3.1 Defining the emotional and intellectual portrait of students

In fact, he combined into a single concept of «emotional intelligence» personality characteristics that were previously considered independently.

Among such characteristics, one way or another, the following are considered: emotional awareness (self-awareness), management of their emotions (emotional self-regulation), self-motivation, empathy, recognition of other people’s emotions.

His research at the junction of the two sciences of psychology and neurobiology demonstrated that the emotional part of our brain learns differently than the intellectual. Moreover, unlike IQ, which hardly changes after ten years of a child’s life, emotional intelligence depends significantly on practical training in all its components.

However, some emotional characteristics are manifested in early childhood. It’s about managing your emotions. In the last century, psychologist Walter Michel conducted the so-called «marshmallow test» for the ability to curb desires. In a group of four-year-old children from teachers and staff at Stanford University, the teacher handed out one marshmallow candy and an alternative was suggested. If the child is patient and does not eat candy for 15–20 minutes while the teacher goes about business, then on its return the teacher will give the child another candy and, thus, it will be possible to eat two candies. Some children could not resist the temptation and immediately ate their treats, and the other part was able to restrain their impulsive actions and received additional treats!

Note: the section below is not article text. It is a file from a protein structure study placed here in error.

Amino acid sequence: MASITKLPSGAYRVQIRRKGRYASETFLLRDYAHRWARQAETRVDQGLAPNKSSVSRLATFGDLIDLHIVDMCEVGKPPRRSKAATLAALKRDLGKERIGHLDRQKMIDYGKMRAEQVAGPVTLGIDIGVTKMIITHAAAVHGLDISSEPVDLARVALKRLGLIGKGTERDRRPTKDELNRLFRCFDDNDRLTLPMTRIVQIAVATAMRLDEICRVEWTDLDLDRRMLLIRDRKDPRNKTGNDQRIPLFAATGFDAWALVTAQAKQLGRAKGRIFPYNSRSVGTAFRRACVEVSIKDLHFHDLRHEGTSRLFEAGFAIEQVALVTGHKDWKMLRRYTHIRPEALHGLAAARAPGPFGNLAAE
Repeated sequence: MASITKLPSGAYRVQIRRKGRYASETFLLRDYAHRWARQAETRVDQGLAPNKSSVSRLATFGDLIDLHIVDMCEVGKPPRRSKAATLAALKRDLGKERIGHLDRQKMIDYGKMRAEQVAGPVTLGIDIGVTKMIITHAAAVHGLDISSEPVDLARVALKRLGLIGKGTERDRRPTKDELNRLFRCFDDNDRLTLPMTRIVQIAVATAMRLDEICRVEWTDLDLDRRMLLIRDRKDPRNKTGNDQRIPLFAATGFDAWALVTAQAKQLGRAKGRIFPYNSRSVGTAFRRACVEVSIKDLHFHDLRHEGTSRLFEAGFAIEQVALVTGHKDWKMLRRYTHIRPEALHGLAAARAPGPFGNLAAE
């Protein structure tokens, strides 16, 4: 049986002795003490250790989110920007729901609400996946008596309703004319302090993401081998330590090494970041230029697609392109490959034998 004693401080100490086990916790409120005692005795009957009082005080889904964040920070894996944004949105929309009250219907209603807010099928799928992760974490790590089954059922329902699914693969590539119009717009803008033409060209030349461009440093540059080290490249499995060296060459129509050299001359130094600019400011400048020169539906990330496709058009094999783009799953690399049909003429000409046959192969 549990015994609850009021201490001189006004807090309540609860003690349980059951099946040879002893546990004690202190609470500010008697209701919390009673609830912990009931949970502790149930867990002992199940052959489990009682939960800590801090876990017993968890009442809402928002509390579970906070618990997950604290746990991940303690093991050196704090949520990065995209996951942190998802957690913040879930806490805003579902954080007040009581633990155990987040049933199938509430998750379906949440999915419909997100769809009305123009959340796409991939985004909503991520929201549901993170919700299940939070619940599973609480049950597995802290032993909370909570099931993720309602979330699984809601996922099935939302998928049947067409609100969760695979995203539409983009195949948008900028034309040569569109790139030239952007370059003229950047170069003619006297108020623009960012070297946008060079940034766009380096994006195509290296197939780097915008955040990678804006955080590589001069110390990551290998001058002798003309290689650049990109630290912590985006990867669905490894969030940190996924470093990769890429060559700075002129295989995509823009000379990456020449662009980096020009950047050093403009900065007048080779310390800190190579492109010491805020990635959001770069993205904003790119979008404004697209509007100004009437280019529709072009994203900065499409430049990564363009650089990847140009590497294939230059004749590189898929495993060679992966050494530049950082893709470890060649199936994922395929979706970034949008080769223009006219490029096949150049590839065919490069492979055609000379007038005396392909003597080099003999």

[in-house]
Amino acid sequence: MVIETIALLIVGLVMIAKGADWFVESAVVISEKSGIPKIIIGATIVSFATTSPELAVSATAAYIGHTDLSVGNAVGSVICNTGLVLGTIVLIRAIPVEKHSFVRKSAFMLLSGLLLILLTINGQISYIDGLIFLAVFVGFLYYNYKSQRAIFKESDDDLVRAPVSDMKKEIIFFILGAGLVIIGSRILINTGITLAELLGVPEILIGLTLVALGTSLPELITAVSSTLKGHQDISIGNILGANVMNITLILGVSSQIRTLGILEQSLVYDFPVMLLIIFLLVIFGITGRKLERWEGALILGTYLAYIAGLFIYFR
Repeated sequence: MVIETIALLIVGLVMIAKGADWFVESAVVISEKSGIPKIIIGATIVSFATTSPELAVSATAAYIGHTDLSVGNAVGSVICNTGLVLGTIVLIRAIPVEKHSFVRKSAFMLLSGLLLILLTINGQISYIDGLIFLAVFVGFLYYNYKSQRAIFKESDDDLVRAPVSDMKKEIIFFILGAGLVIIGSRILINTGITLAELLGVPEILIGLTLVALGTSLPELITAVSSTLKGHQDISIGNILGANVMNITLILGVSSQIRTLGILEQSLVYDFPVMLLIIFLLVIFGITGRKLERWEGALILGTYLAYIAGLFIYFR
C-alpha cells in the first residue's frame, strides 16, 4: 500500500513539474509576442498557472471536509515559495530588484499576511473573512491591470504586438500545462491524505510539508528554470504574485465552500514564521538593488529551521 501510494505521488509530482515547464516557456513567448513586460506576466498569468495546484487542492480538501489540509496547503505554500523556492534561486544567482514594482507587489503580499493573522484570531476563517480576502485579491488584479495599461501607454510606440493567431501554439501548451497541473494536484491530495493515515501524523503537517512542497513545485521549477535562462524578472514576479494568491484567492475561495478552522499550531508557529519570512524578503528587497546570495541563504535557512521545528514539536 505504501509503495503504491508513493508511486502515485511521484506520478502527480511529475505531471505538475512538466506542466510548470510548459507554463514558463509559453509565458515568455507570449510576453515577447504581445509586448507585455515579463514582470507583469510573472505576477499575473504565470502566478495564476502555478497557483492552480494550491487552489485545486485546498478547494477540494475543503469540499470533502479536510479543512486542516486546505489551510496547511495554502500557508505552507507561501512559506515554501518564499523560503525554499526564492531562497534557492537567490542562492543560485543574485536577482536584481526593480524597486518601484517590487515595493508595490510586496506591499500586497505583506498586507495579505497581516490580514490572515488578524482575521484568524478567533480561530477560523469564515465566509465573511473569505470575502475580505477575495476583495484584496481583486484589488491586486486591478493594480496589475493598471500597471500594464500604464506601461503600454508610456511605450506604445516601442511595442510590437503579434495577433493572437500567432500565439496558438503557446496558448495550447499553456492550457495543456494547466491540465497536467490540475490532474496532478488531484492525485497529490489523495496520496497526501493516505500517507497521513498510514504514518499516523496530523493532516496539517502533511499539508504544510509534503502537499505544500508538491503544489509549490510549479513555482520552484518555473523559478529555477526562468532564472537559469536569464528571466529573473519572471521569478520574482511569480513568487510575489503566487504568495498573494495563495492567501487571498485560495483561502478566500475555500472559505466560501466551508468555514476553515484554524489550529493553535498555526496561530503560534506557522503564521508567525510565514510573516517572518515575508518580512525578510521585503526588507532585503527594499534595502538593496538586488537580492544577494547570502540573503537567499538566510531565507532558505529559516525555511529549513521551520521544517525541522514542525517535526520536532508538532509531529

After 12 years, the behavior of all children who participated in the experiment was evaluated by experts. It turned out that those teenagers who resisted the temptation at the age of four were significantly different from the rest of the group. They were persistent in solving problems, behaved more adequately with other people, were independent and confident, deserved the trust of others.

After graduating from high school, children were assessed on standard tests to determine academic ability. Daniel Goleman cites the following data: a third of children who impatiently grabbed candy at the age of four received an average of 524 points for the humanities component of the test and 528 points for the mathematical component; the second third – the children who waited the longest – had average scores of 610 and 652 points, respectively, i.e. in total they scored 210 points more.

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